Internet Drug Purchases Reaching Whole New Level

credit card and laptop for internet purchase

On October 2, 2013, the Federal Bureau of Investigation (FBI) seized and shut down the website known as the Silk Road, and arrested a 29-year-old man suspected of being the owner and operator of the site. The Silk Road was an online black market, the majority of which was dedicated to buying and selling drugs. Similar to eBay or Craigslist, people could post listings to advertise drugs that they had for sale, while potential buyers could search or browse the site to find their drug of choice, purchase it anonymously and have it shipped to their home or P.O. box. The Silk Road had become immensely popular among drug users.

Shortly prior to the arrest, a U.S. Attorney reported that the Silk Road had more than 957,000 registered users, with upwards of 1.22 million transactions logged between February 6, 2011, and July 23 of this year. The currency that Silk Road members were using was the new bitcoin cryptocurrency, and the total revenue from transactions on the site added up to more than 9.5 million bitcoins, a figure that translates to $1,46 billion at the current exchange rate.

How Did Silk Road Work

Those who are involved with drugs may already have heard of Silk Road and websites which serve functions similar to it, but for most people, the fact that there was an online marketplace where users could casually shop for drugs has come as a considerable shock. This is especially true in light of the recent revelations about the scope of the National Security Agency’s domestic spying programs. To put it bluntly, how could anyone in their right mind think that it would be safe to buy drugs online, given the fact that the purchase could so easily be traced back to the user’s computer? Silk Road worked using a routing service known as Tor, which works by applying multiple layers of encryption to a user’s IP address, the unique numerical code that identifies a computer, tablet, smartphone or other device for connecting to the internet. After encrypting the IP number, Tor then routes the number to dozens of locations across the globe, with the result that anyone attempting to trace the IP address would find it popping up at random throughout the world and would be unable to pin down the actual location. Silk Road would then collect a 10% commission on every transaction, making it a highly lucrative venture, especially when the profits are compared to the overhead; the man charged with crimes in connection with operating Silk Road allegedly did most of his work on the site using his laptop at a local coffee shop, and was using the free wi-fi at the public library when he was arrested.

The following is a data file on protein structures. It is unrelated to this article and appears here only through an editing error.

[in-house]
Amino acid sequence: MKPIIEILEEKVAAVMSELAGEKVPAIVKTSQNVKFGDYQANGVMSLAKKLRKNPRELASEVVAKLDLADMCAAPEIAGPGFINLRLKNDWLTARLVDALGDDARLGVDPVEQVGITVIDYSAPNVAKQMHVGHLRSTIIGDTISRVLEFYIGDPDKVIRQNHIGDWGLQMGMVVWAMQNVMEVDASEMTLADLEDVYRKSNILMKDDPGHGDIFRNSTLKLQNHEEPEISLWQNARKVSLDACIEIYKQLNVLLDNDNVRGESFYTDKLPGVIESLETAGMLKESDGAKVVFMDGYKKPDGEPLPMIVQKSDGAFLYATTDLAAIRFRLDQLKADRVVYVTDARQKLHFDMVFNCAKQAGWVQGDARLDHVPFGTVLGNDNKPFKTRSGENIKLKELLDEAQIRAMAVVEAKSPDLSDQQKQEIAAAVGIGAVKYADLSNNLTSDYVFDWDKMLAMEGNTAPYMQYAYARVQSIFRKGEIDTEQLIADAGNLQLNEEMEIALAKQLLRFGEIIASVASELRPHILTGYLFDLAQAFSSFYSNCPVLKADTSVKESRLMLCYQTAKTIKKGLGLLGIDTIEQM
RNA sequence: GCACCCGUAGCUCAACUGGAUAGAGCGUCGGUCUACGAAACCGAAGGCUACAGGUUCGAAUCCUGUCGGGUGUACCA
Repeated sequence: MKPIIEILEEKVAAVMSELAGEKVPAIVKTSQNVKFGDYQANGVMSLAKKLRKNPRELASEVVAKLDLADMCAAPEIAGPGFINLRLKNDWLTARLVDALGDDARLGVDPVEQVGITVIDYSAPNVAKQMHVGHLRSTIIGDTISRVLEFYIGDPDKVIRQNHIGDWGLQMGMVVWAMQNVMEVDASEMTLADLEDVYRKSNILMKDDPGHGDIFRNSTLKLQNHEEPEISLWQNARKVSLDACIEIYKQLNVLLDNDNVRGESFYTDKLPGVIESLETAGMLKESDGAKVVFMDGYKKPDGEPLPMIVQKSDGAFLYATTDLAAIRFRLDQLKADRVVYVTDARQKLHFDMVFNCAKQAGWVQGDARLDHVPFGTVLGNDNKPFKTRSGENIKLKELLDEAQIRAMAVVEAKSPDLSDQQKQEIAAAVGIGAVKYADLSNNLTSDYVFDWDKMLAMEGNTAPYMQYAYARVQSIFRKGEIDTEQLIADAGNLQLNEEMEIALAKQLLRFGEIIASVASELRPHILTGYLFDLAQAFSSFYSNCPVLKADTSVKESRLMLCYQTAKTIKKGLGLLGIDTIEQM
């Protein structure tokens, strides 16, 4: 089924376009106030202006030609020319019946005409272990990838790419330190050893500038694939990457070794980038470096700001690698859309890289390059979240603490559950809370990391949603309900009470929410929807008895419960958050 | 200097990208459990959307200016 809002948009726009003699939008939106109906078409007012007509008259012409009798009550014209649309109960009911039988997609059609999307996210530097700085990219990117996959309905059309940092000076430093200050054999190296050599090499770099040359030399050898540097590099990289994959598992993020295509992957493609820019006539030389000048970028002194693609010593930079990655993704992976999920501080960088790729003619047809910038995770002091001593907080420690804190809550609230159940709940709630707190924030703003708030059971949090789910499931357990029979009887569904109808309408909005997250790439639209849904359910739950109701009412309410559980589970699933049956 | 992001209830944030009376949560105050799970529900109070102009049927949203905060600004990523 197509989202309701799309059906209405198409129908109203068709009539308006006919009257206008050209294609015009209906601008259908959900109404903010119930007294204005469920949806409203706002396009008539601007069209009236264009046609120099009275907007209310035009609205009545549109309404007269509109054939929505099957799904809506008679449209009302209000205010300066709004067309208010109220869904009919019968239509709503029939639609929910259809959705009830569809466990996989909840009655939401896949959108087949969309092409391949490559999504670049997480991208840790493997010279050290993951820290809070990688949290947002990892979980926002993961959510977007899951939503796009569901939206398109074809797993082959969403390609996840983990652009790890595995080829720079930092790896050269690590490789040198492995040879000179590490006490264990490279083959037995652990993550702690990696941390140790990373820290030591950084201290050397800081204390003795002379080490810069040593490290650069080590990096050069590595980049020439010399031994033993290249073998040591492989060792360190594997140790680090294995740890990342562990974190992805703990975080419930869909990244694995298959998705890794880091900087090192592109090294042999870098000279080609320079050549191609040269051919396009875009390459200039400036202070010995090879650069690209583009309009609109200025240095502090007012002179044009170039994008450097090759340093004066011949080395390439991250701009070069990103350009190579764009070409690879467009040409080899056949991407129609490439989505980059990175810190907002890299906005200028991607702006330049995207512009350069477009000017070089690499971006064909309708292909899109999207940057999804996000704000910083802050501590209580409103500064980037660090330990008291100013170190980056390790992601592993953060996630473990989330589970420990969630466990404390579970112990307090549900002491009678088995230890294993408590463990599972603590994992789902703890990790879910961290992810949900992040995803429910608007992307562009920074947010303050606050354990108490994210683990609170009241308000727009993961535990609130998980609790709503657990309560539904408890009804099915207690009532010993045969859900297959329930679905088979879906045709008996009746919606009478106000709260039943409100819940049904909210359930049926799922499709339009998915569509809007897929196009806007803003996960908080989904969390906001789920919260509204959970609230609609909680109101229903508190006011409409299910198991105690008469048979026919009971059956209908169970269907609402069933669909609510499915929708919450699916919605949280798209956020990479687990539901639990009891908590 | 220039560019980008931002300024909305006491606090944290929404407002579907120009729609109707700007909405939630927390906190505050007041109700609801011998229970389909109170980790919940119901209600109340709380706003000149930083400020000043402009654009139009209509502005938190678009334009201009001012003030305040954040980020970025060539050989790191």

Why do People Buy Drugs Online?

The huge scope of the online drug trade is staggering to comprehend, but the reasons for it are easy to understand. Buying drugs online makes it possible for a user to get the drugs that he or she needs to fuel an addiction without the trouble of finding a dealer on the street. Until the recent seizure of Silk Road, it also offered peace of mind from the expectation of privacy; Silk Road members would have believed that they were secure against the possibility of an arrest during a drug deal, because they could make their purchases anonymously online and then wait for a FedEx delivery or check their mailbox. Both of these perceived advantages were at the same time issues that meant that Silk Road was a major contributor to the spread of drugs in society; if drugs are easier to obtain, more people will use them.

different kinds of drugs

The site was harmful in another way, this one having to do with selection. Under normal circumstances, a drug user will often be somewhat limited in what he or she can buy from the dealers the person knows, and even if it was possible to find a small amount of a different drug to try, it might not be so easy to start using the new drug on a regular basis. Silk Road broke down this barrier by offering an endless selection of different types of drugs, thereby facilitating experimentation and possibly increasing the chances that a person would end up addicted.

Now that the site has been shut down by the Department of Justice, it can be expected that others will spring up in its place to stake a claim to a share of the lucrative market. It is to be hoped, however, that the widespread media attention given to the case will help to raise awareness about the issue so that parents and others can take action to ensure that their loved ones do not get involved in the online drug trade.

AUTHOR

Sue Birkenshaw

Sue has worked in the addiction field with the Narconon network for three decades. She has developed and administered drug prevention programs worldwide and worked with numerous drug rehabilitation centers over the years. Sue is also a fine artist and painter, who enjoys traveling the world which continues to provide unlimited inspiration for her work. You can follow Sue on Twitter, or connect with her on LinkedIn.